Cool graphics with python. So let’s say we’ve got one hundred million
expression data and we want to make a gene regulatory network from them. To
put it simply, you have information about how genes express and would like to
tie them together in an understandable way. This is the wide and wonderful
world of Systems Biology. And that’s where we are today. This involves delving
into the head-splitting mania that is differential equations, and I’m taking
it for granted that there are some pretty smart mathematically inclined folks
are doing things correctly. You can too, as they are all implemented for your
use in Python. As always, open-source is helping you not think; more beer
time. I can steal that phrase this year since Jason isn’t here this year. Ha.
Back to the talk — another thing you might want to do with your gene
expression data is try and predict the regulatory transcription factors causing the
expression patterns. I’m certainly fond of the belief that cis and trans
factors affecting genes are nearly as important as the gene and protein
sequences; so it fills the dorky scientific part of me with delight to think
about understanding and combining these types of factors into analyses. And
all in Python. Always Python. Sweet. Of course, also sweet open-source since
you can get the code and documentation and tutorials about how to get started
programming with Python. We want to help you help yourself.

Eukaryotic Linear Motifs and Disorder — Rune Linding

This one day I’m walking along, minding my own business, whistling gently the
tune to my favorite Frank Sinatra song, and I run into this protein. Bam,
right outta nowhere. Some of the time you meet a new protein and it’s wearing
a Hello My Name Is (my name is, my name is) tag and you are all set and you
can give it a heide-ho and be on your way. But most of the time you meet this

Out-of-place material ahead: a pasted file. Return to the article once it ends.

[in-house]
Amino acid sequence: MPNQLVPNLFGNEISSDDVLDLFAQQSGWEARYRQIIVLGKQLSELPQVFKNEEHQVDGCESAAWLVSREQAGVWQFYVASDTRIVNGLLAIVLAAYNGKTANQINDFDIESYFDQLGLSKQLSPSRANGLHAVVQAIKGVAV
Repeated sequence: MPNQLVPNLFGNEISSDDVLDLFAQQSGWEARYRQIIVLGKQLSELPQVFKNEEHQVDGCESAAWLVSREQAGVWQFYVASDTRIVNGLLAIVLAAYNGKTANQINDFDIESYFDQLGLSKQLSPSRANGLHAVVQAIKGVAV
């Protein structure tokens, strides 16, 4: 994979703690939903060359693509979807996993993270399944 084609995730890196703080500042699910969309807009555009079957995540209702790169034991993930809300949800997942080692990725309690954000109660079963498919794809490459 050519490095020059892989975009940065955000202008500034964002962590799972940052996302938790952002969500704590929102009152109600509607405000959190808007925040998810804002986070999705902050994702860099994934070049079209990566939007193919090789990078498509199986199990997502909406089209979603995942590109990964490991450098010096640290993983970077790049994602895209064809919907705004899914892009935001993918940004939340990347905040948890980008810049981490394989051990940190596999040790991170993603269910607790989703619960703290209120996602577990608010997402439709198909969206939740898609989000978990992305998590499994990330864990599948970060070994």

protein and have zero idea what exactly it is called, or what it does. There
are lots of ways to learn how exactly to meet this protein, but what we are
talking about here is learning about the protein by learning it’s peptide
motifs. So yeah, peptide motifs are these short linear stretches of protein
sequence which are conserved. They often serve as binding sites for other
proteins. So, an alternative method to learn about proteins is to discover
these regions within your unknown protein, and use these regions to make
predictions about the function of your protein. That’s the idea, as my fuzzy
brain can understand it. In addition to this approach, you can also use a more
standard approach to look for functional sites in the proteins. But I dig the
disordered small linear motifs so I rambled on about that the most. Sue me.
There is a nice database to search and classify proteins using these methods,
which is what this talk is all about. As with all good things it’s developed
in Python using Biopython. Bonus.

Sort of like close to Lectin Domains — Alex Zelensky

This domain completely rules. It has more then 2000 references in GenPept and
tons of ligands and groups and types all over vertebrates. So, we have got to
sort this thing out. I completely sympathize with this type of analysis as a